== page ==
From Right Now Onwards
Olden Retriever

Keyboard player, improviser and composer Matthew Shipp is one of those uncommon Ďjazzí musicians with more of an eye for the passing moment and whatís to come than the musicís positively intimidating past. Through numerous performances and records heís put together a body of work that challenges more than it comforts the listener, frequently blurring the line between composition and improvisation to the point where the distinction is irrelevant.

Taking all this into account, I put some questions to him.

OR: Are you of the opinion that jazz should consist of a lot more than what the marketing people would have us believe it is?

MS: I have no idea what jazz is, and I like it that way. My work reflects my interest in the piano and having a language that is me. If it fits some peopleís ideal of jazz that is fine with me, if it does not that is fine with me also. There is no such thing as jazz. That word lumps Louis Armstrong, Glen Miller, Cecil Taylor, Kenny G, to some extent Steely Dan, Boney James, Derek Bailey, all under the same umbrella. I guess they are all related in the fact that they consider themselves as playing music, but the intent, the worldview and the final products in sound are all completely different in all these artists, so to have a designation such as jazz is a random collection of letters to make a word. Whatever jazz is or isnít I have no idea of what it should or could consist of, nor do I give a fuck. I am dedicated to a language that comes through me to my instrument.

OR: In his book, "School for Cool, The Academic Jazz Program and the Paradox of Institutionalized Creativity,"
Eitan Y. Wilf highlights the importance given to "exemplary solo construction," in academic jazz programmes. To what extent, if any, do you think this represents an antithesis of ďtrue creativity?"

MS: What the fuck is "exemplary solo construction?" I guess Charlie Parker would be considered to have that trait, but he did not get to whatever that is by some teacher in a school talking about ďexemplary solo construction." If Charlie Parker does that, then does that mean that John Coltrane does not if he is using what some called a "sheet of sound," vertical approach? And where does that leave Albert Ayler, who even though he is seen as being ecstatic is actually a very intellectual player, where every scream has meaning? So in other words how do you qualify any of this?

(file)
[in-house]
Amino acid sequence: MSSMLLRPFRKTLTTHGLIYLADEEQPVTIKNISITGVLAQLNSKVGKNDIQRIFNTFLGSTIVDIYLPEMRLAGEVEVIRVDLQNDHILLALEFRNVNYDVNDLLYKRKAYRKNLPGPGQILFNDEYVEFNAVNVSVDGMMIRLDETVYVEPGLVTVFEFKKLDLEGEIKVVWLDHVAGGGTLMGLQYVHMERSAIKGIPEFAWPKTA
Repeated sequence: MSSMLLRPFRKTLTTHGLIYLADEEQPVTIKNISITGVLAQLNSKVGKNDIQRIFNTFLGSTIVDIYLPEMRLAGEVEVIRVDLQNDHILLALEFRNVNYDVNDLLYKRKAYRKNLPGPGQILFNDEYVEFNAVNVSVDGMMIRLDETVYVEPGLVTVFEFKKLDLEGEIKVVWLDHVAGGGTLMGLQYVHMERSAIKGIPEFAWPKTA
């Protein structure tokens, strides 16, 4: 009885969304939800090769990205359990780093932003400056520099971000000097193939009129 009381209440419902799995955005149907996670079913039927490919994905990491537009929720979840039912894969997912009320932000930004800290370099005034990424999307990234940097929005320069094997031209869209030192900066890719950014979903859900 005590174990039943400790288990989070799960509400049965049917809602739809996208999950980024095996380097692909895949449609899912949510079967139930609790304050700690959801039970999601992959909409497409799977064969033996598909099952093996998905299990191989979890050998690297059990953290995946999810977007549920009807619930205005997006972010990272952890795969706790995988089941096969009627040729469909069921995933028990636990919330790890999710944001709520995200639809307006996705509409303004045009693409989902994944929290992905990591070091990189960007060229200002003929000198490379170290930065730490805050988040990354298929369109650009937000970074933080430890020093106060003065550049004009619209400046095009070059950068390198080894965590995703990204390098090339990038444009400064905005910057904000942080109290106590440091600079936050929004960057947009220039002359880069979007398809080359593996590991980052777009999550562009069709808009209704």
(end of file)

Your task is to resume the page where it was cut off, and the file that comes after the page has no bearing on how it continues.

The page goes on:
From my experience on this planet, and being in music, it seems to me that it is about having a concept ó and the fundamental is having a sound on your instrument (which no one can teach you, itís a personal vision), and from there itís a matter of watering the plant of your personal worldview which informs the musical components that then fall into place based on the deep internal language you are chasing after; the language is chasing after you also, it is a living force.

OR: If the presence of jazz in the academy represents a fundamental break with the more fluid, mercurial evolution of the music for the better part of its existence, do you think that the sheer number of jazz graduates amounts to supply outstripping demand?

MS: In short yes, but this is very complex.
Letís get real. The jazz academy is one of the few cottage industries in the jazz universe which makes some money. It offers a steady pay check to musicians who canít get enough work to create more musicians who will never get any work. I donít mean any of that to be cruel, but it is the truth. There is also a cottage industry of writing method books and other educational materials. And the major jazz magazines could not exist if it were not for the jazz education paradigm, for jazz college programs do the bulk of advertising in major jazz magazines, so the whole ecology of what constitutes the jazz industry nowadays would collapse without jazz education, although the approach is creating a lot of people who will never be able to find work in this industry.

But as anything is not a one-way street, one teacher somewhere might make a big, big impact on one student, that student might be the next great thing on any instrument, or might even get out of music and go to med school, or be able to use some of what he / she learned in jazz school as life lessons and go on to develop a cure for cancer. Who knows where anything leads to?

OR: Thereís a risk in drawing up a dichotomy between the formal and schooled on the one hand and the unsophisticated and primitive on the other. This is usually pertinent in the case of jazz in view of how many of the most significant figures in the musicís history learned their trade on the job and through natural curiosity, as opposed to taking a few years out in order to be taught it by "experts." Given its place in the cultural firmament, do you think jazz either does or might occupy a unique niche in the teaching and dissemination of the humanities?